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How do I prepare a consolidated worksheet using the parent company concept?




I need help to complete requirements #3 & #4. How do I prepare a consolidated worksheet using the parent company concept?;Here are some check figures.;Sales - $927,600;Net Income - $64,425;Retained earnings 12/31/04 - $69,025;Assets - $554,005;Non-controlling Interest (income statement) - $3,880;Non-controlling Interest (balance sheet) - $41,380;Please see attached documents.;Problem Description;Main, Inc. is contemplating a tender offer to acquire 80 percent of;Subsidiary Corporation's common stock. Subsidiary's shares are currently;quoted on the New York Stock Exchange at $85 per share. In order to have;a reasonable chance of the tender offer attracting 80 percent of;Subsidiary's stock, Main believes it will have to offer at least $105;per share. If the tender offer is made and is successful, the purchase;will be consummated on January 1, 2004.;A typical part of the planning of a proposed business combination is the;preparation of projected or pro forma consolidated financial statements.;As a member of Main's accounting group, you have been asked to prepare;the pro forma 2004 consolidated financial statements for Main and;Subsidiary assuming that 80 percent of Subsidiary's stock is acquired at;a price of $105 per share. To support your computations, Dave Johnson;the chairperson of Main's acquisitions committee, has provided you with;the projected 2004 financial statements for Subsidiary. (The projected;financial statements for Subsidiary and several other companies were;prepared earlier for the acquisition committee's use in targeting a;company for acquisition.) The projected financial statements for;Subsidiary for 2004 and Main's actual 2003 financial statements are;presented in table 1.;Assumptions;Mr. Johnson has asked you to use the following assumptions to project;Main's 2004 financial statements;Sales will increase by 10 percent in 2004.;All sales will be on account.;Accounts receivable will be 5 percent lower on December 31, 2004, than;on December 31, 2003.;Cost of goods sold will increase by 9 percent in 2004.;All purchases of merchandise will be on account.;Accounts payable are expected to be $50,500 on December 31, 2004.;Inventory will be 3 percent higher on December 31, 2004, than on;December 31, 2003.;Straight-line depreciation is used for all fixed assets.;No fixed assets will be disposed of during 2004. The annual depreciation;on existing assets is $40,000 per year.;Equipment will be purchased on January 1, 2004, for $48,000 cash. The;equipment will have an estimated life of 10 years with no salvage value.;Operating expenses, other than depreciation, will increase by 14 percent;in 2004.;All operating expenses, other than depreciation, will be paid in cash.;Main's income tax rate is 40 percent, and taxes are paid in cash in four;equal payments. Payments will be made on the 15th of April, June;September, and December. For simplicity, assume taxable income equals;financial reporting income before taxes.;Main will continue the $2.50 per share annual cash dividend on its;common stock.;Main will finance the acquisition by issuing $170,000 of 6 percent;non-convertible bonds at par on January 1, 2004. The bonds would first;pay interest on July 1, 2004, and would pay interest semi-annually;thereafter each January 1 and July 1 until maturity on January 1, 2014.;The acquisition will be accounted for as a purchase and Main will;account for the investment using the equity method. Although most of the;legal work related to the acquisition will be handled by Main's staff;attorney, direct costs to prepare and process the tender offer will;total $2,000 and will be paid in cash by Main in 2004.;As of January 1, 2004, all of Subsidiary's assets and liabilities are;fairly valued except for machinery with a book value of $8,000, an;estimated fair value of $9,500, and a 5-year remaining useful life.;Assume that straight-line depreciation is used to amortize any;revaluation increment.;No transactions between these companies occurred prior to 2004.;Regardless of whether they combine, Main plans to buy $50,000 of;merchandise from Subsidiary in 2004 and will have $3,600 of these;purchases remaining in inventory on December 31, 2004. In addition;Subsidiary is expected to buy $2,400 of merchandise from Main in 2004;and to have $495 of these purchases in inventory on December 31, 2004.;Main and Subsidiary price their products to yield a 65 percent and 80;percent markup on cost, respectively.;Main intends to use three financial yardsticks to determine the;financial attractiveness of the combination. First, Main wishes to;acquire Subsidiary Corporation only if 2004 consolidated earnings per;share will be at least as high as the earnings per share Main would;report if no combination takes place. Second, Main will consider the;proposed combination unattractive if it will cause the consolidated;current ratio to fall below 2 to 1. Third, return on average;stockholders' equity must remain above 20 percent for the combined;entity.;If the financial yardsticks described above and the non-financial;aspects of the combination are appealing, then the tender offer will be;made. On the other hand, if these objectives are not met, the;acquisition will either be restructured or abandoned.;Required;1. Forecast the separate financial statements of Main, Inc. Using Ms.;Franklin's assumptions and Main's 2003 financial statements, prepare pro;forma 2004 financial statements for Main, Inc., assuming that the;acquisition is not attempted. Support your statements with appropriate;work papers and journal entries. Pro forma financial statements include;Statement of Operation, Statement of Retained Earnings, Balance Sheet;and Cash Flow Statement.;2. Adjust the separate financial statements of Main, Inc. to reflect the;proposed acquisition. Adjust Main's pro forma 2004 financial statements;prepared in #1 to reflect the proposed acquisition (i.e., adjust Main's;forecasted financial statements for bond issuance, stock purchase;income from subsidiary, etc.). Support your statements with appropriate;work papers and journal entries. Pro forma financial statements include;Statement of Operation, Statement of Retained Earnings, Balance Sheet;and Cash Flow Statement.;3. Prepare pro forma consolidated worksheet. Prepare a pro forma;consolidation worksheet for Main, Inc. and its proposed subsidiary as of;December 31, 2004. Use the adjusted pro forma 2004 financial statements;of Main, Inc. prepared in #2 and the projected 2004 financial statements;of Subsidiary Corporation in table 1. Show all consolidation adjusting;entries including minority interest entries.;4. Perform ratio analysis. Compute earnings per share for (1) the;separate financial statements of Main, Inc. prepared in #1 and (2) the;consolidated financial statements contained in the pro forma;consolidation worksheet prepared in #3. Also, calculate current ratio;and return on average stockholders' equity for the consolidated;financial statements.;Table 1;Main, Inc Actual Financial Statements for 2003 and;Subsidiary Corporation Projected Financial Statements for 2004;Main 2003 Actual Subsidiary 2004 Projected;Sales $ 800,000 $ 100,000;Cost of Goods Sold (485,000) (55,000);Operating Expenses (219,000) (10,000);Income before Taxes 96,000 35,000;Income Tax Expense (38,400) (14,000);Net Income $ 57,600 $ 21,000;Retained Earnings January 1 $ 23,000 $ 14,500;Add Net Income 57,600 21,000;Deduct Dividends (38,000) (7,000);Retained Earnings December 31 $ 42,600 $ 28,500;Cash $ 36,200 $ 19,500;Accounts Receivable 39,000 13,000;Inventory 26,000 12,000;Property, Plant and Equipment 673,000 213,000;Accumulated Depreciation (490,000) (28,000);Total Assets 284,200 229,500;Accounts Payable 44,600 21,000;Common Stock* 190,000 150,000;Paid-in Capital in Excess of Par 7,000 30,000;Retained Earnings 42,600 28,500;Total Liabilities & Equities $ 284,200 $ 229,500;*Main: $12.50 par value. Subsidiary: $75 par value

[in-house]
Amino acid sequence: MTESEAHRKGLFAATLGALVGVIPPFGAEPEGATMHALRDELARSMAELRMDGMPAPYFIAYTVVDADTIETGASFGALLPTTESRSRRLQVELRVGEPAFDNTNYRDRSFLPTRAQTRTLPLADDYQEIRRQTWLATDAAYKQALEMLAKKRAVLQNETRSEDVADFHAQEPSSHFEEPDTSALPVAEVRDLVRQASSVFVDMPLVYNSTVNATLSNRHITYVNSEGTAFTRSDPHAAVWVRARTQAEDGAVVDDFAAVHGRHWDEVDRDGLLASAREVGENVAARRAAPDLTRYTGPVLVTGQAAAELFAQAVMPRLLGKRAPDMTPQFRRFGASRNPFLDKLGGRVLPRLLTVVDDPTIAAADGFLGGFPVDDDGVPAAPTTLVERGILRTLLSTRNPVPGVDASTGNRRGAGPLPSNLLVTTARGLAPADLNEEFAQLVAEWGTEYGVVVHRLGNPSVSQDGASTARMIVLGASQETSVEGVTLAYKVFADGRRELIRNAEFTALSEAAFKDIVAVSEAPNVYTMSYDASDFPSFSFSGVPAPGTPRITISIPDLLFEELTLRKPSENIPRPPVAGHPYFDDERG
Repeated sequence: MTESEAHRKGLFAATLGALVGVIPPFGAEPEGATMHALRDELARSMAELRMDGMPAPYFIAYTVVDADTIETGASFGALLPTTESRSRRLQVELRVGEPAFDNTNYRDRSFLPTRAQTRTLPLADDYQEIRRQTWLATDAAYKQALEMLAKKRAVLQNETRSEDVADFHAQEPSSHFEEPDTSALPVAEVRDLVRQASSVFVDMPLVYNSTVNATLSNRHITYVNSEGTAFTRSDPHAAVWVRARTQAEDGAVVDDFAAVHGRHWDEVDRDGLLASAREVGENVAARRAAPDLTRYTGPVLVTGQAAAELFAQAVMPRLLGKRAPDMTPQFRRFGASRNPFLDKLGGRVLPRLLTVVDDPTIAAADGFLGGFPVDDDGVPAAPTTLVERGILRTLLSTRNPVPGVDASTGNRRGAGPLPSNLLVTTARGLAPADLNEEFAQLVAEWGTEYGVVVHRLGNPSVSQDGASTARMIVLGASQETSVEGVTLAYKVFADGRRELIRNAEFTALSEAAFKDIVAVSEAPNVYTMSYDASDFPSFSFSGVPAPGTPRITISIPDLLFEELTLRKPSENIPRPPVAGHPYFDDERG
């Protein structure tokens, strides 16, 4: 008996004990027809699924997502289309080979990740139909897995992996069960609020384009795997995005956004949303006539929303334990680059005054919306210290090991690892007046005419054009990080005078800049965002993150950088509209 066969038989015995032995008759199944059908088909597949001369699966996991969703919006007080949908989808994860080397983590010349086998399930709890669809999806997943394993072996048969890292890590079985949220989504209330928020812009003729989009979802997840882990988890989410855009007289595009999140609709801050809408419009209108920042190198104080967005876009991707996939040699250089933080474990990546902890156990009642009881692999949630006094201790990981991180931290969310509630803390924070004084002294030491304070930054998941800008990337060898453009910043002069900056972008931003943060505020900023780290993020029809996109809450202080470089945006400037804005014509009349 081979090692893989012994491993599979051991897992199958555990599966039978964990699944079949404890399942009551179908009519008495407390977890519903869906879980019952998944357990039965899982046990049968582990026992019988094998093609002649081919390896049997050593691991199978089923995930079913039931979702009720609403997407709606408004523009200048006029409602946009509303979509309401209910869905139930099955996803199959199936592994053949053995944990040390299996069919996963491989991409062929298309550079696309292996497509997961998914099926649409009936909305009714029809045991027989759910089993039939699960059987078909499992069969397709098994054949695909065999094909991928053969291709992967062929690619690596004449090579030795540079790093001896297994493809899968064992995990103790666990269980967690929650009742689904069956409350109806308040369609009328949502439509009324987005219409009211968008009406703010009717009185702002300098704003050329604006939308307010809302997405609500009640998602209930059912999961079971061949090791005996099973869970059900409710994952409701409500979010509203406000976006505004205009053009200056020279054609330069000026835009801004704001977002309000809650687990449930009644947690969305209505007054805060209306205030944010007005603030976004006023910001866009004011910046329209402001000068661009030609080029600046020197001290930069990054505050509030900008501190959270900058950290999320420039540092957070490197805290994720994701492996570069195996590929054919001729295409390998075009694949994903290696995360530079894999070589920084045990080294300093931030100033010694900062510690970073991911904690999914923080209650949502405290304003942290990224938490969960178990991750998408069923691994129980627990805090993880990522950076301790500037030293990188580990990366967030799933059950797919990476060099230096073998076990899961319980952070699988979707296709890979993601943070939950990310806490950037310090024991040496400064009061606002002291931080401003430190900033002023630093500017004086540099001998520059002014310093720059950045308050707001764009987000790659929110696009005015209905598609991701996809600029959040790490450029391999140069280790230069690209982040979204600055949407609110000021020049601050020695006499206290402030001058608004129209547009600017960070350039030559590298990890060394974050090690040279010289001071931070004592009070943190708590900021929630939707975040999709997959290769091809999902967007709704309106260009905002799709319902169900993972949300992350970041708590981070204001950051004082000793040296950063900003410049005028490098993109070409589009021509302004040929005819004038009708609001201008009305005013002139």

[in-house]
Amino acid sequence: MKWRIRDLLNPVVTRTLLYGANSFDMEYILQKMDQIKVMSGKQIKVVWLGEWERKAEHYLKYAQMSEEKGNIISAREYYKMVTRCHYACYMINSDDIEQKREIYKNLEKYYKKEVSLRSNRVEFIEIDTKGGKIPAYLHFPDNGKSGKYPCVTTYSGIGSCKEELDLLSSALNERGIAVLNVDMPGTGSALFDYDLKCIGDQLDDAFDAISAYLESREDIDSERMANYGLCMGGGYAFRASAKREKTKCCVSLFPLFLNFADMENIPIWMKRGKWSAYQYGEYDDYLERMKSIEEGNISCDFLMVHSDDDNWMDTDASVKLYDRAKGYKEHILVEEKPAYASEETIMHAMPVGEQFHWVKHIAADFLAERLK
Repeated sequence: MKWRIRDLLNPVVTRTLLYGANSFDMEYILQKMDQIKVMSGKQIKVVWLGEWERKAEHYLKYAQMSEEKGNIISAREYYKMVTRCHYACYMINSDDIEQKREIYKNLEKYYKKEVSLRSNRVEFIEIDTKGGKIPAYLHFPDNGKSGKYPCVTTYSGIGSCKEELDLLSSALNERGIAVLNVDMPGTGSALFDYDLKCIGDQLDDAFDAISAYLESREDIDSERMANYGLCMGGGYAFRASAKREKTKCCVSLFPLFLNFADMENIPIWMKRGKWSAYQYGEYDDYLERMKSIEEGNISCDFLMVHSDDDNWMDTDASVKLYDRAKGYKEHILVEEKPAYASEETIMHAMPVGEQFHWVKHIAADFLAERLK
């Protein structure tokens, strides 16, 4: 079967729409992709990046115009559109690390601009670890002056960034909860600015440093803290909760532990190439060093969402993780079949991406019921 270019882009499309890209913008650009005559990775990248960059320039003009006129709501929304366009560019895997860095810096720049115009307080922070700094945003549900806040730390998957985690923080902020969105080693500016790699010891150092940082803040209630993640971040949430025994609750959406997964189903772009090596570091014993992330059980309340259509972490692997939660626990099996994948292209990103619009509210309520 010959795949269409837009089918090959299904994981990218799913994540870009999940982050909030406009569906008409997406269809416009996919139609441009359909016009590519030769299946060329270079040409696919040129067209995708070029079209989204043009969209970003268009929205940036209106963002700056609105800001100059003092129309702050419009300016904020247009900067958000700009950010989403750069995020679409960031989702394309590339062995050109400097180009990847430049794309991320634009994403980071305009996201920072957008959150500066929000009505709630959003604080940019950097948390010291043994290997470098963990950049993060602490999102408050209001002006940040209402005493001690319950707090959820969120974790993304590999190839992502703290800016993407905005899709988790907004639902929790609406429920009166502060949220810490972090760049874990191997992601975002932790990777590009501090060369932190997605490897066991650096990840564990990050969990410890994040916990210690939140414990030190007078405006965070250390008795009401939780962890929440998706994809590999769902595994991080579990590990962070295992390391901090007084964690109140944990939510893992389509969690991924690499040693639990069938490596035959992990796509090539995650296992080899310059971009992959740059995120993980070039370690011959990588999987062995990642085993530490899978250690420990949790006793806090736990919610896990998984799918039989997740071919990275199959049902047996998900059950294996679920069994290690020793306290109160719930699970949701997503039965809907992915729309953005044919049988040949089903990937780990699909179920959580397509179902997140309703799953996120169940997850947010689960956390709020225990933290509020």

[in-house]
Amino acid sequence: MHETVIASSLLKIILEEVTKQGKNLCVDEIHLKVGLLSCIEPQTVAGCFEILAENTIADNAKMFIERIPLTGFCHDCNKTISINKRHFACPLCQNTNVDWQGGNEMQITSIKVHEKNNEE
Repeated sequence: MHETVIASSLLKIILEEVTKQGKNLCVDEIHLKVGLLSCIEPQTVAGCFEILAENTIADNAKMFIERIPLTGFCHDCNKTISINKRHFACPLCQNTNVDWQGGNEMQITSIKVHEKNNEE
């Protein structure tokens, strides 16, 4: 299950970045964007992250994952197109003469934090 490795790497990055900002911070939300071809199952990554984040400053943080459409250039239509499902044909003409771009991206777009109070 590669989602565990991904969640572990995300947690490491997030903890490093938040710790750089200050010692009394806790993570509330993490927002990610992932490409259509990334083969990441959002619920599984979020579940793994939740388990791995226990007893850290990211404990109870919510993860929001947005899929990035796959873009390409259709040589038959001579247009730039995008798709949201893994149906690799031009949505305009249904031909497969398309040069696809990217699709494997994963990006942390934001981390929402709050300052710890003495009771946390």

Paper#27260 | Written in 18-Jul-2015